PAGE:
Does Relative Grading help Male Students? Evidence from a Field Experiment in the Classroom

Eszter Czibor, Sander Onderstal, Randolph Sloof, Mirjam Van Praag

    Research output: Working paperResearch

    Abstract

    The provision of non-pecuniary incentives in education is a topic that has received much scholarly attention lately. Our paper contributes to this discussion by investigating the effectiveness of grade incentives in increasing student performance. We perform a direct comparison of the two most commonly used grading practices: the absolute (i.e., criterion-referenced) and the relative (i.e., norm-referenced) grading schemes in a large-scale field experiment at a university. We hypothesize that relative grading, by creating a rank-order tournament in the classroom, provides stronger incentives for male students than absolute grading. In the full sample, we find weak support for our hypothesis. Among the more motivated students we find evidence that men indeed score significantly higher on the test when graded on a curve. Female students, irrespective of their motivation, do not increase their scores under relative grading. Since women slightly outperform men under absolute grading, grading on a curve actually narrows the gender gap in performance.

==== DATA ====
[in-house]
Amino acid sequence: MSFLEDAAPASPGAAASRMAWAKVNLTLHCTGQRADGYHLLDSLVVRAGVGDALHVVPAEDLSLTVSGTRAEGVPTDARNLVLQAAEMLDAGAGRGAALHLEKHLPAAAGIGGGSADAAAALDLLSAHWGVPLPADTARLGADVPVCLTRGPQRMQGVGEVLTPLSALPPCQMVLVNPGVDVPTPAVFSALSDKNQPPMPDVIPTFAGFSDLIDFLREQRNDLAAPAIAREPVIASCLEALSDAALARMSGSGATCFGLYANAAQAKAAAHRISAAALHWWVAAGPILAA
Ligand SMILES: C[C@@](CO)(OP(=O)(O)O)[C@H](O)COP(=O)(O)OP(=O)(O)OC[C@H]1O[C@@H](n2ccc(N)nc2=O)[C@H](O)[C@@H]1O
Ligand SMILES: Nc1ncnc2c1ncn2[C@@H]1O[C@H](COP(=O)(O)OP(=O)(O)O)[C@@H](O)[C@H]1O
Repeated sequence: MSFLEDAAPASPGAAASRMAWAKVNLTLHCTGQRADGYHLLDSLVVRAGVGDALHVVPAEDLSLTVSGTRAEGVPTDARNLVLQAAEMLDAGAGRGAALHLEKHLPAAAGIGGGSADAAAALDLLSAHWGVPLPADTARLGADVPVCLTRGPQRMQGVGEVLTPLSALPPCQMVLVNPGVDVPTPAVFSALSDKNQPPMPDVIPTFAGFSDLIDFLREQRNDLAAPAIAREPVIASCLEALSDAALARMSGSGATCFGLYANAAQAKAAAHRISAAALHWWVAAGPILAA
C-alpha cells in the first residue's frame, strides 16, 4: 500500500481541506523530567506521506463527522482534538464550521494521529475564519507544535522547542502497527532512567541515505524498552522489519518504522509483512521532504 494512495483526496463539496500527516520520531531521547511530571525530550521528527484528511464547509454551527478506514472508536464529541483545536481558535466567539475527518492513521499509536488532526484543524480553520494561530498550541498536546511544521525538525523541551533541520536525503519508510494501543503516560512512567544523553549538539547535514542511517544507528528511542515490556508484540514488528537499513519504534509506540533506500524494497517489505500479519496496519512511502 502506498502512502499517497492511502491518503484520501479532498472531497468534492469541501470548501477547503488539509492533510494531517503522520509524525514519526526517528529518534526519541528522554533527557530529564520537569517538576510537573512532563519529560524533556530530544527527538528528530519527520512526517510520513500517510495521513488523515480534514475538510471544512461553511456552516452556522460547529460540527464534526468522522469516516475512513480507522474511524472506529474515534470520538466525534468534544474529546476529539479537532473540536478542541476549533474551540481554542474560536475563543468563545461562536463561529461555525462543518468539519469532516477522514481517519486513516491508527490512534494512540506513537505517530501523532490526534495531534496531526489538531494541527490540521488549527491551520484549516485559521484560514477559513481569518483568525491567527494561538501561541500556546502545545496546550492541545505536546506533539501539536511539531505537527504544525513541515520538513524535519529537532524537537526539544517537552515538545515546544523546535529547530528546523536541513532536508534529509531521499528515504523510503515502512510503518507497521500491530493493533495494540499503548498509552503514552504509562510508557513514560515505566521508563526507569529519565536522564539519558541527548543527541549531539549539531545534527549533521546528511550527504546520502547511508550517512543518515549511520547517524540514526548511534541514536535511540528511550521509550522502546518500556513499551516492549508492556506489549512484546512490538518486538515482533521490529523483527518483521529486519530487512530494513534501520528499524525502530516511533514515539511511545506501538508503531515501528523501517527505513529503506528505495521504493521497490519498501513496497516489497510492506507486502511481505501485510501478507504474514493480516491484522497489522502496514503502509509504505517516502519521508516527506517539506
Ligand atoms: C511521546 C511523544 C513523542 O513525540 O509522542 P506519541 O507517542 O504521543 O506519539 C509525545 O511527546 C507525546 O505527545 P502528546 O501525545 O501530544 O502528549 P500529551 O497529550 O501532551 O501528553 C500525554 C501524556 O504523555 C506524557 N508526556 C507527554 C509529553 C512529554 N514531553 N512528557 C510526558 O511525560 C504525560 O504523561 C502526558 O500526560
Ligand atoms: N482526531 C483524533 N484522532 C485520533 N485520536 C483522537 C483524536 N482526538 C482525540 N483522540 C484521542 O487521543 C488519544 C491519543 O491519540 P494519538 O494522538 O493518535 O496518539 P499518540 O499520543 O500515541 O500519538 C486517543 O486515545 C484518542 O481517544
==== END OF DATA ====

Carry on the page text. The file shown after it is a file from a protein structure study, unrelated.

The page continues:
Original languageEnglish
    Place of PublicationAmsterdam
    PublisherTinbergen Institute
    Number of pages35
    Publication statusPublished - Aug 2014
    SeriesTinbergen Institute Discussion Papers
    Number14-116/V
    SeriesIZA Discussion Paper
    Number8429

    Cite this

    Czibor, E., Onderstal, S., Sloof, R., & Van Praag, M. (2014). Does Relative Grading help Male Students? Evidence from a Field Experiment in the Classroom. Tinbergen Institute. Tinbergen Institute Discussion Papers, No. 14-116/V, IZA Discussion Paper, No. 8429 http://papers.tinbergen.nl/14116.pdf